Friday, April 25, 2008

The Evolution of the Quick Service Restaurant

The Quick Service Restaurant responds to the universal desire for inexpensive and reliable fare that is freshly prepared, portable and ready on demand.

People were finding ways to escape the dinner table long before the 4th Earl of Sandwich wrapped dried meat in bread c. 1762 so as not to interrupt his work or his gambling (accounts vary). Cornish pasties and their descendants go back at least as far as the 13th century; the South Asian samosa is believed to date to the tenth century.

In 1867, Charles Feltman, a German butcher, opened up the first Coney Island hot dog stand in Brooklyn, New York, though the origin of the term is in dispute. The World's Columbian Exposition of 1893 (Chicago) and the St. Louis World's Fair of 1904 are credited with mass promotion of a number of portable foods, including the hot dog, the ice cream cone and iced tea.

The "diner" concept dates back to 1872, when Walter Scott of Providence, RI outfitted a horse-drawn lunch wagon with a simple kitchen so that he could bring hot dinners to workers.
As automobiles became popular and affordable following the First World War, drive-in restaurants were introduced.

Walter Anderson built the first White Castle in Wichita, KS in 1916, introducing the limited menu, high volume, low cost, high speed hamburger restaurant. Partnering with Billy Ingram in 1921, they formed the first hamburger chain. Featuring a grill and a fryer that was open to customers' viewing, the restaurants were designed to build confidence in the notion that low cost could coincide with high product quality.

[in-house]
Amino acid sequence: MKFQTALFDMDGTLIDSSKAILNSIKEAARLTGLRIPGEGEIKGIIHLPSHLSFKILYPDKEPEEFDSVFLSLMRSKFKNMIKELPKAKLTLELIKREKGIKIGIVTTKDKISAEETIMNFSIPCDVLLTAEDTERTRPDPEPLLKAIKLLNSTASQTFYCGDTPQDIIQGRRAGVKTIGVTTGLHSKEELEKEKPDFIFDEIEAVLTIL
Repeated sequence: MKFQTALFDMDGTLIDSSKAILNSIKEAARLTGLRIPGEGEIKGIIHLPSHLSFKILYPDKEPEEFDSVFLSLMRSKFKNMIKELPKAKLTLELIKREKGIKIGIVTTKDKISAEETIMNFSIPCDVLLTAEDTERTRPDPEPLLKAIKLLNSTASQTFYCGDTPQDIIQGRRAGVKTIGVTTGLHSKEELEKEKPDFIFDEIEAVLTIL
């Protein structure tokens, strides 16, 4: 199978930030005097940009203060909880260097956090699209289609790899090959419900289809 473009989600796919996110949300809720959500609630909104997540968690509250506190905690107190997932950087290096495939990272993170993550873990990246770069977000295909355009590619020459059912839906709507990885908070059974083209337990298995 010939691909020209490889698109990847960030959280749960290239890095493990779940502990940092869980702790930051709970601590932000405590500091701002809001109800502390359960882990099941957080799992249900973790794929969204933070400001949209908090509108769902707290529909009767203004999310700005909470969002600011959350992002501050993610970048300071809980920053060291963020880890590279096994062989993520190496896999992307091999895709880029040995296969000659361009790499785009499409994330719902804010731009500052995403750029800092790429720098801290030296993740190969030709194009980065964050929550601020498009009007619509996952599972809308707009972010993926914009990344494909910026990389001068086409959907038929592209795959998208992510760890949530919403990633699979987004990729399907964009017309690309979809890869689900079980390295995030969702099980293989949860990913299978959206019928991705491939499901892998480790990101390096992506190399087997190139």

A and W Root Beer took its product out of the soda fountain and into a roadside stand in 1919 and began franchising its syrup in 1921. Howard Johnson pioneered the concept of franchising restaurants in the mid-1930's, formally standardizing menus, signage and advertising.

Wichita, KS was the home of another fast food innovation, the "Valentine Diner", a portable steel sandwich shop introduced by Arthur Valentine in 1938. Valentines could be purchased with a low down payment and financed through a lock box into which the owner was to deposit 50 cents daily. Circuit riders stopped by monthly to collect this fee; deadbeats discovered that their wagons had been hauled away.

Curb service was introduced in the late 1920's and was mobilized in the 1940's when carhops strapped on roller skates. The term "fast-food" was coined in 1951, the same year t
he drive-through window and speaker system was introduced to chain restaurants by Jack-in-the-Box in San Diego, CA.

It is interesting to note that the fast food leader, McDonald's, did not embrace the drive-through window until 1975. It now accounts for approximately 60% of sales.

See Honk for Service by Lou Ellen Mcginley with Stephanie Spurr (Tray Days Publishing, 2004).

For more information see Retail Lifecycle Management.

To learn more about our work in consulting read some of our Case Studies.

A Management Consultant @ Large

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